Fast Food Virtues

 

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I never in a million years thought I’d be defending the Slumgullion-in-chief. I defended Melania once, when she wore stilettos to survey the wreckage of Hurricane Harvey. I pointed out that women who wear heels on a regular basis get so used to them that flats hurt their ankles, so maybe this IS Melania’s version of sensible footwear. But I’ve never had cause to say anything nice about the president. He’s earned just about every nasty thing people are saying about him– until today.

Today I’ve noticed quite a few people taking time out from their horror at the president attempting to start a nuclear war by calling unstable foreign dictators fat, to make fun of the president for ordering the White House chefs to try to replicate McDonald’s and then sending staff to pick up the real thing when they couldn’t do it.

Well, I’ll come out and admit it. If I were as rich as Trump says he is, I would totally do the same thing.

I’ve always thought that one of the perks of being wealthy would be all the fast food you could eat. As has been pointed out to me by actual Trumpettes, McDonald’s is an expensive luxury. To be able to send a servant to get it for you without anyone tut-tutting about how it was irresponsible to buy fast food when raw flour has so many more calories per dollar would be delightful. I couldn’t digest it with my food allergies, but it’d be delightful while it lasted.

When I was at Notre Dame for the writers’ conference,  with my room and board paid for by Patheos and a pocketful of spending money given to me by a friend, I skipped out on most of the hors d’ouvres reception, went to the local hotel restaurant and nervously asked if I was allowed to order a meal to-go even though I wasn’t technically staying at the hotel. They graciously brought me my order, a cheeseburger on a gluten-free bun and a large soda, in a wasteful and uneconomical Styrofoam container; I tipped the hostess generously because I wasn’t sure whom you tip in this situation. Then I took the meal back to my dorm along with a package of gluten-free brownie cookies I’d bought for far too much at the Huddle Food Court. I ate dinner in bed. To hell with fine dining, THAT was luxury. That’s what I’d do most every night if I was rich, and if my health could take all the grain– though probably not on a twin bed in a Notre Dame dormitory, but you never know. I really like Notre Dame.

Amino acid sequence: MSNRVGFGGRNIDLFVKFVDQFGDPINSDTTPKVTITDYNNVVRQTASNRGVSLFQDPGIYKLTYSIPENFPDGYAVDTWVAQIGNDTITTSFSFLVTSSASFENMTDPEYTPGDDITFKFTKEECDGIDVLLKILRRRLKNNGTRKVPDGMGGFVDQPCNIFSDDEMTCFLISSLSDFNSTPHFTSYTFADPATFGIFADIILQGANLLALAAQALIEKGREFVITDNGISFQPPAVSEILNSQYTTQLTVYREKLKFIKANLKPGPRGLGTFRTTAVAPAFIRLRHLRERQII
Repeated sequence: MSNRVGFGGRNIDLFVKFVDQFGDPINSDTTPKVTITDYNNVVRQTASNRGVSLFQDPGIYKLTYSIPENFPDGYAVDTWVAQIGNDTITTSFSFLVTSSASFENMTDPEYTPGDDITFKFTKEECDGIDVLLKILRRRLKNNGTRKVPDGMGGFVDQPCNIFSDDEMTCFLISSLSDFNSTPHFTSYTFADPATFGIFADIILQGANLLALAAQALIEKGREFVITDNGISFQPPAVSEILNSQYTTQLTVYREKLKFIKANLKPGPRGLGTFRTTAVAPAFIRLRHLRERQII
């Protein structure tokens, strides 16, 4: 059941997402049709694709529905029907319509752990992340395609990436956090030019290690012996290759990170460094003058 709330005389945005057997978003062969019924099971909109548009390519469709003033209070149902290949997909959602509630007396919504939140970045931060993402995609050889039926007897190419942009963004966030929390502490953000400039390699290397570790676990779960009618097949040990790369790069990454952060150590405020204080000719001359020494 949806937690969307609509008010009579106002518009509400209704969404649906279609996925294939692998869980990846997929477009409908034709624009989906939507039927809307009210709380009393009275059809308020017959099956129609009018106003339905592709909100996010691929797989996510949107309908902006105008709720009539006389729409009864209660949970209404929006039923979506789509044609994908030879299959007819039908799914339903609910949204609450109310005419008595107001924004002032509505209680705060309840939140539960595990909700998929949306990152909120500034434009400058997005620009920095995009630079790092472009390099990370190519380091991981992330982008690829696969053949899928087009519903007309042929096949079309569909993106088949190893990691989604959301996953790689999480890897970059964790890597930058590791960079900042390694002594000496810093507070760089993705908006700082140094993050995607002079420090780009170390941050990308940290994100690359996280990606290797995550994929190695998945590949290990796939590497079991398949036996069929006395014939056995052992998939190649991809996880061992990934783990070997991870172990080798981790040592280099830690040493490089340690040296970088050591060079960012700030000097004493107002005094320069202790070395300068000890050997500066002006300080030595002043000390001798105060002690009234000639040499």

Not too long ago, there was a time when you were considered a bad Christian and a bad Conservative for NOT buying fast food, or at least for pointing out that fast food-buying wasn’t in itself an act of virtue. Many of you likely remember the incident. Several years ago, every good conservative was supposed to eat at Chik-Fil-A. Specifically, they were all supposed to crowd into the nearest Chik-Fil-A on a certain day and buy everything in sight, to show their support for “traditional marriage.”

I happened to be in a “traditional marriage” at the time (and I still am). I had a devout Catholic husband I’d saved myself for and married in the traddy church with the Communion rail. I had an infant daughter, named Rose in honor of Saint Therese and Our Lady, whom I took with me to daily Mass. We were traditional as all getout. But we did not participate in the Chik-Fil-A reverse boycott for many reasons, chief among them being that we couldn’t afford to. We’re certainly not in the income bracket where it’s feasible to buy a giant sack of fried junk just to support a political agenda right now, but we were way worse off back then.

Do you want to know what I did six years ago on Chik-Fil-A Reverse Boycott Day? True story. On Chik-Fil-A Reverse Boycott Day, I got on Facebook and posted a Sarcastic Wonka meme making fun of people who thought God was proud of them for buying Chik-Fil-A. I was only able to get online because we were splitting the cost of wi-fi with two other tenants in the crazy slum apartment building I’ve written about before, otherwise we never could have afforded it.

After I posted the Sarcastic Wonka meme, I drank one of those bottled Glucerna shakes for breakfast. We’d bought a box of them several months before, during a health scare where we thought I was diabetic on top of everything else, and when we found I wasn’t diabetic we stored them in the closet in case we ever needed a bottle of chocolate-flavored chalk water that made my hypoglycemia worse. I drank the shake. When I got dizzy because it lowered my blood sugar too much, I ate a few spoonfuls of jelly and cream cheese, but no bread because we didn’t have any bread. We had part of a brick of cream cheese and half a jar of jelly in the fridge, one sack of dry beans I was going to soak and cook for dinner, and those disgusting Glucerna shakes in the closet. Other than that, we were out of food.

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